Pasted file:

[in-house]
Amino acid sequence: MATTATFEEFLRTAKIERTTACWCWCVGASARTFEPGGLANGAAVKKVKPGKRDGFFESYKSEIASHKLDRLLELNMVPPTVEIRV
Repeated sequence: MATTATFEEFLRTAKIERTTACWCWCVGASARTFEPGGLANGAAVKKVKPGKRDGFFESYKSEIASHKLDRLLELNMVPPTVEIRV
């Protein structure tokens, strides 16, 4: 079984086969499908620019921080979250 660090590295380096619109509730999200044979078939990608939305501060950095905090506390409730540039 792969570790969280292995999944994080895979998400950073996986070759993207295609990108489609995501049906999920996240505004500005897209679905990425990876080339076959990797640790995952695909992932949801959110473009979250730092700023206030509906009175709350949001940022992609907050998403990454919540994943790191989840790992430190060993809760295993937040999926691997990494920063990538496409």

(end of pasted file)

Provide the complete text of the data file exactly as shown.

[in-house]
Amino acid sequence: MATTATFEEFLRTAKIERTTACWCWCVGASARTFEPGGLANGAAVKKVKPGKRDGFFESYKSEIASHKLDRLLELNMVPPTVEIRV
Repeated sequence: MATTATFEEFLRTAKIERTTACWCWCVGASARTFEPGGLANGAAVKKVKPGKRDGFFESYKSEIASHKLDRLLELNMVPPTVEIRV
């Protein structure tokens, strides 16, 4: 079984086969499908620019921080979250 660090590295380096619109509730999200044979078939990608939305501060950095905090506390409730540039 792969570790969280292995999944994080895979998400950073996986070759993207295609990108489609995501049906999920996240505004500005897209679905990425990876080339076959990797640790995952695909992932949801959110473009979250730092700023206030509906009175709350949001940022992609907050998403990454919540994943790191989840790992430190060993809760295993937040999926691997990494920063990538496409």